How Townsville’s Telangana community celebrated the Mother Goddess with flowers

By Our Reporter
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Jospephs Gate

Townsville is seeing a growth in the multicultural community specially from India. This year the Telugu community gathered to celebrate the iconic cultural event Bathukamma Festival at Riverside Community Center in Douglas.

Bathukamma is floral festival celebrated predominantly by the Telangana for nine days, ending on 6 October evening. Bathukamma is a beautiful flower stack, arranged with different unique seasonal flowers most of them with medicinal values, in seven concentric layers in the shape of temple gopuram. In Telugu, ‘Bathukamma’ means ‘Mother Goddess come Alive’. Historically, bathukamma meant “festival of life” and was celebrated to thank Goddess Parvati for her blessings for the crop harvest and income she helped generate and again ask her blessing for the years to come.

Women from multicultural communities draped in colorful saris came together to offer prayers to Maa Gouri in the form of a bathukamma. Before placing the bathukamma on floor the members of the community offer prayers and decorate the floor with rangolis. The women then stand in a circle around the bathukamma and sing and dance to songs of Gouramma. After the prayers, the bathukamma is immersed in water and blessings are exchanged in the form of Pasupu (Haldi) offered to Bathukamma and prasadam to those gathered.

Women have to fast until the bathukamma is prepared and offered prasad before they can eat. “My mother taught how to create a bathukamma and now I have a daughter who really enjoys practicing our culture,” says Sunitha Narayana, who has been practising this ritual since childhood. “The reason for the celebration here in Townsville is to educate our children about our traditions. We all gather in people’s homes and make the bathukammas.”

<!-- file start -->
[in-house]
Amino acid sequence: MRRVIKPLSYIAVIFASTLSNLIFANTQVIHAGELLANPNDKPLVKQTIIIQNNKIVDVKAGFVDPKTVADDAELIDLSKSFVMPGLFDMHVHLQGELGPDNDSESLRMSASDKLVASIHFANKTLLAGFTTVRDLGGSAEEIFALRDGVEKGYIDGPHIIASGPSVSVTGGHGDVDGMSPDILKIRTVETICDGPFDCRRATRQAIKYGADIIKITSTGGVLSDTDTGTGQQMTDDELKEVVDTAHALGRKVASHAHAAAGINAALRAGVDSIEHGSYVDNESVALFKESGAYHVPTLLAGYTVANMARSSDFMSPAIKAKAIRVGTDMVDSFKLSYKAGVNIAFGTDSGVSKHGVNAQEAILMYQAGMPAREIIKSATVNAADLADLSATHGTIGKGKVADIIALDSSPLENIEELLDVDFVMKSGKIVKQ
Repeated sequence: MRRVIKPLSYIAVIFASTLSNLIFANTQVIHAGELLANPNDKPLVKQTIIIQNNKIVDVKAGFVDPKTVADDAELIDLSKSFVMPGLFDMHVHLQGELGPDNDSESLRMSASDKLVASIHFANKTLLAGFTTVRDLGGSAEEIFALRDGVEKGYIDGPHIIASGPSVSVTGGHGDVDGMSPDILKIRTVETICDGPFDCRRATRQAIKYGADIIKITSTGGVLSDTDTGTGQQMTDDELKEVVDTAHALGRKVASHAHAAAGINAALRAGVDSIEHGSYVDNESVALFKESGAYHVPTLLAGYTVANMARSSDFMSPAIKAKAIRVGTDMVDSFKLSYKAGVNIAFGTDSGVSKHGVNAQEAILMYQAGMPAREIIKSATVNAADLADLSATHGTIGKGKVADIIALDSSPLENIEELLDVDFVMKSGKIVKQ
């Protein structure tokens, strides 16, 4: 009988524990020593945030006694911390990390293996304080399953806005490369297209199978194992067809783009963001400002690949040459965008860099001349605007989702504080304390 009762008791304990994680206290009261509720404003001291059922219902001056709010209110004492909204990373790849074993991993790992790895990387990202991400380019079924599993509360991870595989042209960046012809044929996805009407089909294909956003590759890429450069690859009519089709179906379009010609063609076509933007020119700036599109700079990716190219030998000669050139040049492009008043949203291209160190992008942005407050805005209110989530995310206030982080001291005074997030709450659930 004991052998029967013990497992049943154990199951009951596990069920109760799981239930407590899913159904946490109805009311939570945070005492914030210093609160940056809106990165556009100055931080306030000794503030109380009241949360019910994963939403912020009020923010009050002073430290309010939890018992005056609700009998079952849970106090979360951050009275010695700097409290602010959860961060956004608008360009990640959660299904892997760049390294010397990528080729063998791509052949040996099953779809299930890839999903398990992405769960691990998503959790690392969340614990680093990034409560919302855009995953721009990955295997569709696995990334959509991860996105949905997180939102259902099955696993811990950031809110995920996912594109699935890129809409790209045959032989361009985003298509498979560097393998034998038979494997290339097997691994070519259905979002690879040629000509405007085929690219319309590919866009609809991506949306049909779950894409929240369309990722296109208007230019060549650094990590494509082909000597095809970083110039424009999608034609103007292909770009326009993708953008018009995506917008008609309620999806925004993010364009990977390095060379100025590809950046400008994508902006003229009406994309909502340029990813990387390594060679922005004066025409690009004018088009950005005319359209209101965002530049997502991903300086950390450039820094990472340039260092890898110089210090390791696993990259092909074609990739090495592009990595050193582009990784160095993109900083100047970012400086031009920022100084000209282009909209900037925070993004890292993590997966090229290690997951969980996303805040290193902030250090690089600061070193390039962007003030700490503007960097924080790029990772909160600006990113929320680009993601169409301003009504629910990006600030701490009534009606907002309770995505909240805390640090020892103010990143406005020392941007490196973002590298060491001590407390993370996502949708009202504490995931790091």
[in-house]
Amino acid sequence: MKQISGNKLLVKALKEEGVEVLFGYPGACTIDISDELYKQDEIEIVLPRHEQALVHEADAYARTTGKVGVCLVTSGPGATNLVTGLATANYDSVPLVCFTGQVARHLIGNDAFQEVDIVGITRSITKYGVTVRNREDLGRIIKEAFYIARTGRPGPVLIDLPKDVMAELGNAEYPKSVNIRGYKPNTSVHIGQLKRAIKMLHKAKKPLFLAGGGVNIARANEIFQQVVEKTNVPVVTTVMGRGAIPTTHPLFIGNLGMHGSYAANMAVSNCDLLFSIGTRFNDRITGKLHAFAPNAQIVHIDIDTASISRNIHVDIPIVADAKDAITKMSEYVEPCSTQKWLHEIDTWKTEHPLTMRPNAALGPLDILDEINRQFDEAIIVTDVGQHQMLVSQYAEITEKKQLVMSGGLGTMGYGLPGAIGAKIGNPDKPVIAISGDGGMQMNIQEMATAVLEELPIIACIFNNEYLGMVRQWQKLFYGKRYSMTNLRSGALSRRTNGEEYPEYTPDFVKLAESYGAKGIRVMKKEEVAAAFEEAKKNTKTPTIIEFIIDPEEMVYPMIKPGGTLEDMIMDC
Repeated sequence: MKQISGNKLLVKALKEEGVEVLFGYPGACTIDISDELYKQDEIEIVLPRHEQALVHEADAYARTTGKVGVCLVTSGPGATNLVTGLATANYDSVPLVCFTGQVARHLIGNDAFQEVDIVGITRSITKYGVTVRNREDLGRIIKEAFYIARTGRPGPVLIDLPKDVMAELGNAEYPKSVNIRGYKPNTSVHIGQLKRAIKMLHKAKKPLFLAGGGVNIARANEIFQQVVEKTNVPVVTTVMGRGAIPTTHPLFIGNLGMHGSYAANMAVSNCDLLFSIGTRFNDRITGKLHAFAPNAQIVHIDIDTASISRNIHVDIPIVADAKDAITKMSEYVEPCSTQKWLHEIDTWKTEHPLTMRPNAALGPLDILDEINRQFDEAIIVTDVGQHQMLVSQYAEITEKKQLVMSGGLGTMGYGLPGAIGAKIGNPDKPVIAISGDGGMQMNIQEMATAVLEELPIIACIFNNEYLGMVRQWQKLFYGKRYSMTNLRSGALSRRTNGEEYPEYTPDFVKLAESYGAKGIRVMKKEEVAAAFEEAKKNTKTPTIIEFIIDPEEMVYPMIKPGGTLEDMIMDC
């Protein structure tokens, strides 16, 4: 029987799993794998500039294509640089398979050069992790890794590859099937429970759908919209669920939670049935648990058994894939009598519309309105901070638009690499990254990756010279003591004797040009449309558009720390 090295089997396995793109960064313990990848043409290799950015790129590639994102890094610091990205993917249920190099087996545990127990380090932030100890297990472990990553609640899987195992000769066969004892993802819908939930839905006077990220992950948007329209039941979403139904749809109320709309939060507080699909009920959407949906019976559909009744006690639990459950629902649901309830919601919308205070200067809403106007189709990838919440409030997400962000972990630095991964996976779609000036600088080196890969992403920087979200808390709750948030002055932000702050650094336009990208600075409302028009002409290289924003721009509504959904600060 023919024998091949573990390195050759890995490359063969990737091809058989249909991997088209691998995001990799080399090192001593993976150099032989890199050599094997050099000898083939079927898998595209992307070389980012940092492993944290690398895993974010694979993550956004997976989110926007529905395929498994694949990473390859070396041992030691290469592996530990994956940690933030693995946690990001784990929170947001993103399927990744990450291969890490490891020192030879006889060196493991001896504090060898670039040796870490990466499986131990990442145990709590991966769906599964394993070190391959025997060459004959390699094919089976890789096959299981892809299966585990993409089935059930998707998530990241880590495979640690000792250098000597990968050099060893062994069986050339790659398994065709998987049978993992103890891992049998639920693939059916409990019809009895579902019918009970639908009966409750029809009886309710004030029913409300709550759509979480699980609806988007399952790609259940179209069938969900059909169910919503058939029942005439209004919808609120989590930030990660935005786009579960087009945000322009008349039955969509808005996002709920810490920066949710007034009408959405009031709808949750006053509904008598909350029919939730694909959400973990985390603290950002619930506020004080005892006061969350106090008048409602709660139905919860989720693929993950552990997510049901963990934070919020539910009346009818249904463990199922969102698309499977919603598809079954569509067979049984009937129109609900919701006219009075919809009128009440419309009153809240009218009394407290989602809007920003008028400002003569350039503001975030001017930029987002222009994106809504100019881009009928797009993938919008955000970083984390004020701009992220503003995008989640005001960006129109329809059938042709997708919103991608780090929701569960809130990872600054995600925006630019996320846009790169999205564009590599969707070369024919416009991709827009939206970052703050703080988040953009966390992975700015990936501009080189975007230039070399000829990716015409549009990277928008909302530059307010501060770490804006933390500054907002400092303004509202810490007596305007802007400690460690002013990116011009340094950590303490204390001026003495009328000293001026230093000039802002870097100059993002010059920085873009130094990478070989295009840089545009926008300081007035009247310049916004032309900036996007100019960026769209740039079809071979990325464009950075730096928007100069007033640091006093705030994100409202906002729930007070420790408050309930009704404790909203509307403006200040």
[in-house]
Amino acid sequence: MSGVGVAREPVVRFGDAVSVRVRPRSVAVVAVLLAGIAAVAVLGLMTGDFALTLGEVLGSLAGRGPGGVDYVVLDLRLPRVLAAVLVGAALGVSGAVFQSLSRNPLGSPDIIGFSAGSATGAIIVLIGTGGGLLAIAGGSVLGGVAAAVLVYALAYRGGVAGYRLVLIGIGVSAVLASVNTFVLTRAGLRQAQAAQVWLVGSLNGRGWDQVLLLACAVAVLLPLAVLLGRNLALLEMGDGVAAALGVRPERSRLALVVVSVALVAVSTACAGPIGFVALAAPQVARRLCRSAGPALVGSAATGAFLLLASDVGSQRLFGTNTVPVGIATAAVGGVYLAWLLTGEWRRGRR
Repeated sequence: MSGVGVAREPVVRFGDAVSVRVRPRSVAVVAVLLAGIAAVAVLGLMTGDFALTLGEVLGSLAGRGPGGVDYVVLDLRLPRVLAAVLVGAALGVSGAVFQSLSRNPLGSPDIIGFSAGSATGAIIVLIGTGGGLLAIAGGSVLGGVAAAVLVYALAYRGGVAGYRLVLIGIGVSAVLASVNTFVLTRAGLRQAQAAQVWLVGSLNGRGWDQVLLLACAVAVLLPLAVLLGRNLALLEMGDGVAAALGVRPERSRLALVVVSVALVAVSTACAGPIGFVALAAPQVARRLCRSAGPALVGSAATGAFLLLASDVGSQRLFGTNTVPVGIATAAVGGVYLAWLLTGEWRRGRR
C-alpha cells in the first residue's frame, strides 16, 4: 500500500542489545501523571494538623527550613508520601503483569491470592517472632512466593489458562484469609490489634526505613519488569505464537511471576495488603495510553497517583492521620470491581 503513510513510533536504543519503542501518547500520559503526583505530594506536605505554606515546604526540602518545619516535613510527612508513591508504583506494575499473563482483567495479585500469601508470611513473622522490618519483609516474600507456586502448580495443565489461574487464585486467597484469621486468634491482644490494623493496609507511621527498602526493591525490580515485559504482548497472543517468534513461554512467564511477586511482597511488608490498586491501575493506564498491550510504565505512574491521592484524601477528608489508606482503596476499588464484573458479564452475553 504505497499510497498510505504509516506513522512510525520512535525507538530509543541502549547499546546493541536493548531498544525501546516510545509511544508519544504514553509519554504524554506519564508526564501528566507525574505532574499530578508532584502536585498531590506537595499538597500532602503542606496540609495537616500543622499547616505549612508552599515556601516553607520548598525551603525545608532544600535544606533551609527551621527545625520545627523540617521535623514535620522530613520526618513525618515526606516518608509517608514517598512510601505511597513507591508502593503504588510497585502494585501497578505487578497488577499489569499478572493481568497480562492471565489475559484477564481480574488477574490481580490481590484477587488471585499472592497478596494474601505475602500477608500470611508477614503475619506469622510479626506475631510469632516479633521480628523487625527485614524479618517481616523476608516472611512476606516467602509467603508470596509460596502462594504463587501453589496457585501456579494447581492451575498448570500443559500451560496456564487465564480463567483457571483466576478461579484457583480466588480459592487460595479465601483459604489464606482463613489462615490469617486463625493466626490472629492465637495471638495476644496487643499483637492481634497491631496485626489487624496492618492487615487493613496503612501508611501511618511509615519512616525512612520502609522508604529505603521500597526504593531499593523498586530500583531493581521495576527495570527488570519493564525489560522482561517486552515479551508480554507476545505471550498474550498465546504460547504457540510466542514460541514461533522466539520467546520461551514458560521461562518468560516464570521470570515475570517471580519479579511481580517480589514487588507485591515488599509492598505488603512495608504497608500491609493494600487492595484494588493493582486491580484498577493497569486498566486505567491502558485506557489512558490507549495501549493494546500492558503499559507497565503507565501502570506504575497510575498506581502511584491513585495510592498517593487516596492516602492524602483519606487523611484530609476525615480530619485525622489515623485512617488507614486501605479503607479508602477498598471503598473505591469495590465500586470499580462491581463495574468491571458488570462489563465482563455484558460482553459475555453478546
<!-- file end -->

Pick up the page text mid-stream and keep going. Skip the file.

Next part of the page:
Another member of the community, Raghava Karnay prepared a three foot high bathukamma with a lot of effort, making this piece of art with locally available material. “It was extremely challenging but we got a lot of appreciation,” says Raghava.

Rama Venkateshwar Rao who moved here from Brisbane a couple of years ago says she enjoys the cultural exchange with other Indian communities in Townsville. “Though the Telugu community in Townsville is small compared to Brisbane we really enjoy the events in Townsville,” she says.

The event was organised by the Townsville Telugu Group.

Why we love bathukamma

  • “We wait all year for this festival as this is one of our favorite cultural events in Townsville. We enjoy dancing and singing along with our friends.”
    — Sharada and Ashwini
  • “This is the first time we are participating in bathukamma celebrations and I really enjoyed being part of it and meeting new members of the community.”
    — Prashanthi Garu
  • “This is one of the best and most fun ways to impart knowledge on our culture to our kids.”
    — Mamatha Krishna

 

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